THE BLOG
03/12/2014 01:32 pm ET | Updated May 12, 2014

A reporter asked Jay Carney if the President's Funny or Die video hurt the dignity of the White House. Here's how he should've responded...

I arrived back in D.C. last night from the South by Southwest conference and turned on the car radio, where I heard C-SPAN replay the "daily briefing" with White House Press Secretary Jay Carney. Normally this type of radio serves as an appropriate soporific after a long and arduous travel day, but I almost jumped out of my seat in dismay when I heard one of the most asinine questions of all time from an ABC news reporter, Jim Avila. In reference to the president's Funny or Die video with Zach Galifianikis to encourage youth enrollment in Obamacare, he inquired: "How much discussion was there in the White House about the dignity of the office and whether or not, in order to reach these people who don't watch us [the evening news] at 6:30, or who don't watch this briefing. ... How much the dignity of the office might be lost?"

Carney's answer was much too polite: "We obviously assess opportunities that we have and look at whether or not they're going to be successful and wise, and I think we made the right call here."

In my quixotic view, what a more pugnacious Carney may have responded is: "Hmmm, damage to the integrity of the presidency? An online comedy video with a premise to get young people health insurance, vs. Richard Nixon and Watergate?"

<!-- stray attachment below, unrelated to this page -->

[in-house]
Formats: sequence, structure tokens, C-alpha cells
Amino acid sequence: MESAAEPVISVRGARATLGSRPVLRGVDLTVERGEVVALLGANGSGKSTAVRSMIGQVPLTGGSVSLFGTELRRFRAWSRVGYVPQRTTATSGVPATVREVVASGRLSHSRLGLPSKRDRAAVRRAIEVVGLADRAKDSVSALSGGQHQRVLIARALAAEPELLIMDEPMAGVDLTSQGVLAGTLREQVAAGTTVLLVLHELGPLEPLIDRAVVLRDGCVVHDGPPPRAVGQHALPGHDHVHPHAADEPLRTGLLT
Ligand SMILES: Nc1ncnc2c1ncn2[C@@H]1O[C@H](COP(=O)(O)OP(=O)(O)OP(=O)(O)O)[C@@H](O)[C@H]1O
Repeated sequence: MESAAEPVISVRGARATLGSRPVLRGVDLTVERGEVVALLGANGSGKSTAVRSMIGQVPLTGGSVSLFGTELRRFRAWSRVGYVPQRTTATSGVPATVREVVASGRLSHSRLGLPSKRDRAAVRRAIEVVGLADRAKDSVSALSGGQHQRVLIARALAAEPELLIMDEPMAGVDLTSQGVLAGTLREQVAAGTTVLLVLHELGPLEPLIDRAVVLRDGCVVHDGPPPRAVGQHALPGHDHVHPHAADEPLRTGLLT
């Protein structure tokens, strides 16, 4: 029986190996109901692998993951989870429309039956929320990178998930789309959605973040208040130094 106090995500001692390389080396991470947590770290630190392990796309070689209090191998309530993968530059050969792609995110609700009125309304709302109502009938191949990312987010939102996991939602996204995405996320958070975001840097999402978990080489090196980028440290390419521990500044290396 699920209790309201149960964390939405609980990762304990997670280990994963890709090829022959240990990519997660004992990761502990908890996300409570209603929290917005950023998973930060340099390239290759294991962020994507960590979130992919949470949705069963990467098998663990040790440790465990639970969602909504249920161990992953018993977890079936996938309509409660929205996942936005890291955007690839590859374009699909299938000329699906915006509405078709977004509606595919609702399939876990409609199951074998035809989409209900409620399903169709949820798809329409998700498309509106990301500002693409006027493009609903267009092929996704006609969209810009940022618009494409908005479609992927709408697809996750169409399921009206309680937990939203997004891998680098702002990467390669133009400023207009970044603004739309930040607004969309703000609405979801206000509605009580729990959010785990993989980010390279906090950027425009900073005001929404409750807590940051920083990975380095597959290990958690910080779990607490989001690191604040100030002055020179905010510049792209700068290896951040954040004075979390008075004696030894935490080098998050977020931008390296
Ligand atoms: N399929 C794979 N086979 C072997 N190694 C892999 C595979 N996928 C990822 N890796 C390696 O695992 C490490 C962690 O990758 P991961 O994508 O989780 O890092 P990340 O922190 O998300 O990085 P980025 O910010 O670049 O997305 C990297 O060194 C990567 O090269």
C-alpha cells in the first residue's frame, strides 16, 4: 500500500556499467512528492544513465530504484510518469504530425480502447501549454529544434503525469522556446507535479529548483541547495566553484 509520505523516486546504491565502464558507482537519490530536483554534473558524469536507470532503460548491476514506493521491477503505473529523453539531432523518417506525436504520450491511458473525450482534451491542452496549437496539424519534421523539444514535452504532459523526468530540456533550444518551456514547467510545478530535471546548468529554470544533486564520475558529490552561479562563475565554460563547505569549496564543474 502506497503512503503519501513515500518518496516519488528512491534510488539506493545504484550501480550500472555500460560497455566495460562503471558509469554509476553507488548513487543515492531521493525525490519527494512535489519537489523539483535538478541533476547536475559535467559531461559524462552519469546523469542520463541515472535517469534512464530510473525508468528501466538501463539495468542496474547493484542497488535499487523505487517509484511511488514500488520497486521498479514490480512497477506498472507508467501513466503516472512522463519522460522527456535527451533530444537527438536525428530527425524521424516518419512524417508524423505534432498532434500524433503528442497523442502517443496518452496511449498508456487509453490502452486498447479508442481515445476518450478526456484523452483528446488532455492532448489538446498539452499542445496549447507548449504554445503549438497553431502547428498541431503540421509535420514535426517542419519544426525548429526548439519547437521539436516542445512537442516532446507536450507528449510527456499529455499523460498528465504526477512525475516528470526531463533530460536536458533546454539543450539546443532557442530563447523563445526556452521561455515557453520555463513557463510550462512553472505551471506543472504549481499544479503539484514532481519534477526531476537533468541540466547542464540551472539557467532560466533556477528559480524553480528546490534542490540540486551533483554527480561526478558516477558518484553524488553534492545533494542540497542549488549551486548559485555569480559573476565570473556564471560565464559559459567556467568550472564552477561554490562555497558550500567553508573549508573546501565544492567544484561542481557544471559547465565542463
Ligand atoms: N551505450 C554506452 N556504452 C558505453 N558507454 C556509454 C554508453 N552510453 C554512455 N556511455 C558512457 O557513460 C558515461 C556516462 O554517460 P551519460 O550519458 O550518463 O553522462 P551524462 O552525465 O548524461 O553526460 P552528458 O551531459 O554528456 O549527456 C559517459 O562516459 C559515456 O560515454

Or: "An online comedy video with a premise to get young people health insurance vs. flawed intelligence that led to an unnecessary war and thousands of American casualties?"

Or: "An online comedy video with a premise to get young people health insurance vs. allegations of illegal spying on American citizens?"

Or: "An online comedy video with a premise to get young people health insurance vs. torture, Guantanamo, or any myriad of other criminal justice oversights that tarnish the Presidency?"

Tough decision.

It might also come as a surprise to this ABC "News" reporter that the median-age of viewers who watch his"newscasts" are in their 60s. Or that perhaps it might be clever for a president to embrace new and original forms of media outreach for a generation who spends between seven and eight hours per day online and gives traditional media a lower approval rating than Congress -- according to the Harvard Institute of Politics.

Yes, it's true: the times they are a-changin'.

It's also time to get some new journalists in the White House Q&A room. Immediately.

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